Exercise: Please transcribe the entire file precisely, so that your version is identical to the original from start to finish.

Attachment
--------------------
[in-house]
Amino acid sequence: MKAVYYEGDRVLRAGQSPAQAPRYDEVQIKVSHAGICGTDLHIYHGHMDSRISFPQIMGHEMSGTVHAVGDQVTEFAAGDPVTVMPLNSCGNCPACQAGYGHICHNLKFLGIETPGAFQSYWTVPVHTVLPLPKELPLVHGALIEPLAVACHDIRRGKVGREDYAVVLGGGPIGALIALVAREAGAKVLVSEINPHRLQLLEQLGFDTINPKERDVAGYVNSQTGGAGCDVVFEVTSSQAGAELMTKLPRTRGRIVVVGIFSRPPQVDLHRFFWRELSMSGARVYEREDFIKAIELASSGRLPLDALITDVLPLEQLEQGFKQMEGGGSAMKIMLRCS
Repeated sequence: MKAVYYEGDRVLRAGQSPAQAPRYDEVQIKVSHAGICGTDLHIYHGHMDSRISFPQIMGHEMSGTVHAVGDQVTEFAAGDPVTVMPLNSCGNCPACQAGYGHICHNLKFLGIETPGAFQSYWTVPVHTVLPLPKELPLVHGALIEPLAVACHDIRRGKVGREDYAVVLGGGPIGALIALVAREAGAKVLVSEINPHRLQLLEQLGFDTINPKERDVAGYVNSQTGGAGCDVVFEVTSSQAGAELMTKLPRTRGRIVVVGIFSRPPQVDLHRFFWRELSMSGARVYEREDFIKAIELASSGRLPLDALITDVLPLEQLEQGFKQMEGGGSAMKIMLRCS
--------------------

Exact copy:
[in-house]
Amino acid sequence: MKAVYYEGDRVLRAGQSPAQAPRYDEVQIKVSHAGICGTDLHIYHGHMDSRISFPQIMGHEMSGTVHAVGDQVTEFAAGDPVTVMPLNSCGNCPACQAGYGHICHNLKFLGIETPGAFQSYWTVPVHTVLPLPKELPLVHGALIEPLAVACHDIRRGKVGREDYAVVLGGGPIGALIALVAREAGAKVLVSEINPHRLQLLEQLGFDTINPKERDVAGYVNSQTGGAGCDVVFEVTSSQAGAELMTKLPRTRGRIVVVGIFSRPPQVDLHRFFWRELSMSGARVYEREDFIKAIELASSGRLPLDALITDVLPLEQLEQGFKQMEGGGSAMKIMLRCS
Repeated sequence: MKAVYYEGDRVLRAGQSPAQAPRYDEVQIKVSHAGICGTDLHIYHGHMDSRISFPQIMGHEMSGTVHAVGDQVTEFAAGDPVTVMPLNSCGNCPACQAGYGHICHNLKFLGIETPGAFQSYWTVPVHTVLPLPKELPLVHGALIEPLAVACHDIRRGKVGREDYAVVLGGGPIGALIALVAREAGAKVLVSEINPHRLQLLEQLGFDTINPKERDVAGYVNSQTGGAGCDVVFEVTSSQAGAELMTKLPRTRGRIVVVGIFSRPPQVDLHRFFWRELSMSGARVYEREDFIKAIELASSGRLPLDALITDVLPLEQLEQGFKQMEGGGSAMKIMLRCS